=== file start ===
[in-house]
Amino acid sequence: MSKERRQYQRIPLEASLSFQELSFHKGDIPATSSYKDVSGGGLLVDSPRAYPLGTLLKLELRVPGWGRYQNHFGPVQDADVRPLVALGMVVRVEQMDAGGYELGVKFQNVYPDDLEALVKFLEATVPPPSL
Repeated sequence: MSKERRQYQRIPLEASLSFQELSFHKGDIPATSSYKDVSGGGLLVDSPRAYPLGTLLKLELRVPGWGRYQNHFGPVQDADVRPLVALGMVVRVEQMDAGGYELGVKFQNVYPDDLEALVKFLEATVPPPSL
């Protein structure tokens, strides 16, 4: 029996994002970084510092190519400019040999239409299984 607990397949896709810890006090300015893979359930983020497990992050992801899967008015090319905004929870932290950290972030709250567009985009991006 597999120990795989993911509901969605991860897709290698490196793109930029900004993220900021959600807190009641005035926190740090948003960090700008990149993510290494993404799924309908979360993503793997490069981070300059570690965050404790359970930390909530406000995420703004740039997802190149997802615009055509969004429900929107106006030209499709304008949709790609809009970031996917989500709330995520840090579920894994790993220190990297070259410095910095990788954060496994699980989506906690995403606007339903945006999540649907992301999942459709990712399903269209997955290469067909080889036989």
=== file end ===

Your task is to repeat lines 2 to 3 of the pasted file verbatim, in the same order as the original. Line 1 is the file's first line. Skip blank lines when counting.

Amino acid sequence: MSKERRQYQRIPLEASLSFQELSFHKGDIPATSSYKDVSGGGLLVDSPRAYPLGTLLKLELRVPGWGRYQNHFGPVQDADVRPLVALGMVVRVEQMDAGGYELGVKFQNVYPDDLEALVKFLEATVPPPSL
Repeated sequence: MSKERRQYQRIPLEASLSFQELSFHKGDIPATSSYKDVSGGGLLVDSPRAYPLGTLLKLELRVPGWGRYQNHFGPVQDADVRPLVALGMVVRVEQMDAGGYELGVKFQNVYPDDLEALVKFLEATVPPPSL